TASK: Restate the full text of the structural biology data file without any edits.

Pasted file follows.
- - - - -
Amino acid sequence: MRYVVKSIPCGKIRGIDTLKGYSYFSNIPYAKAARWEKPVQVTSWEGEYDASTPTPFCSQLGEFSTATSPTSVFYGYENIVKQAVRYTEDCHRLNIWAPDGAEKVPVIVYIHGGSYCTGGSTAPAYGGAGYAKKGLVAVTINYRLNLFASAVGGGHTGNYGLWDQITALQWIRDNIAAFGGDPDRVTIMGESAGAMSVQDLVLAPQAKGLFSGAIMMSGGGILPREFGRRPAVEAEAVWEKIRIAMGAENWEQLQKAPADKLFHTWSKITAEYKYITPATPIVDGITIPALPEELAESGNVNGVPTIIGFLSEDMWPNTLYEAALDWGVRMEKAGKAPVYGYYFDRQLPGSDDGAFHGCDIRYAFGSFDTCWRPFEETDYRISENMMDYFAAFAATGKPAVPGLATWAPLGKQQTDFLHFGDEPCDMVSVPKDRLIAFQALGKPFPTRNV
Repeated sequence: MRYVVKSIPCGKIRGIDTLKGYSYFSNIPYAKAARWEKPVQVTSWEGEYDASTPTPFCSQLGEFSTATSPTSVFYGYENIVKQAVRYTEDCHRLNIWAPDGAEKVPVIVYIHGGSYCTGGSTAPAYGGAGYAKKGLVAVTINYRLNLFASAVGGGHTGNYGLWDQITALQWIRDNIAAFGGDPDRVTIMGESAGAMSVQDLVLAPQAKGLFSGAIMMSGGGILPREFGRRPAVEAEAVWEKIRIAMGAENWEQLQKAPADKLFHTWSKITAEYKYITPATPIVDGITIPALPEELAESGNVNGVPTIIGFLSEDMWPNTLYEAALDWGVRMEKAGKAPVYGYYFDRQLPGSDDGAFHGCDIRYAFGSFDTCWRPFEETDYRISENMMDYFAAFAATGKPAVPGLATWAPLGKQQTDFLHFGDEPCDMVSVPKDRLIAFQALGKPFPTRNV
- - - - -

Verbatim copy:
Amino acid sequence: MRYVVKSIPCGKIRGIDTLKGYSYFSNIPYAKAARWEKPVQVTSWEGEYDASTPTPFCSQLGEFSTATSPTSVFYGYENIVKQAVRYTEDCHRLNIWAPDGAEKVPVIVYIHGGSYCTGGSTAPAYGGAGYAKKGLVAVTINYRLNLFASAVGGGHTGNYGLWDQITALQWIRDNIAAFGGDPDRVTIMGESAGAMSVQDLVLAPQAKGLFSGAIMMSGGGILPREFGRRPAVEAEAVWEKIRIAMGAENWEQLQKAPADKLFHTWSKITAEYKYITPATPIVDGITIPALPEELAESGNVNGVPTIIGFLSEDMWPNTLYEAALDWGVRMEKAGKAPVYGYYFDRQLPGSDDGAFHGCDIRYAFGSFDTCWRPFEETDYRISENMMDYFAAFAATGKPAVPGLATWAPLGKQQTDFLHFGDEPCDMVSVPKDRLIAFQALGKPFPTRNV
Repeated sequence: MRYVVKSIPCGKIRGIDTLKGYSYFSNIPYAKAARWEKPVQVTSWEGEYDASTPTPFCSQLGEFSTATSPTSVFYGYENIVKQAVRYTEDCHRLNIWAPDGAEKVPVIVYIHGGSYCTGGSTAPAYGGAGYAKKGLVAVTINYRLNLFASAVGGGHTGNYGLWDQITALQWIRDNIAAFGGDPDRVTIMGESAGAMSVQDLVLAPQAKGLFSGAIMMSGGGILPREFGRRPAVEAEAVWEKIRIAMGAENWEQLQKAPADKLFHTWSKITAEYKYITPATPIVDGITIPALPEELAESGNVNGVPTIIGFLSEDMWPNTLYEAALDWGVRMEKAGKAPVYGYYFDRQLPGSDDGAFHGCDIRYAFGSFDTCWRPFEETDYRISENMMDYFAAFAATGKPAVPGLATWAPLGKQQTDFLHFGDEPCDMVSVPKDRLIAFQALGKPFPTRNV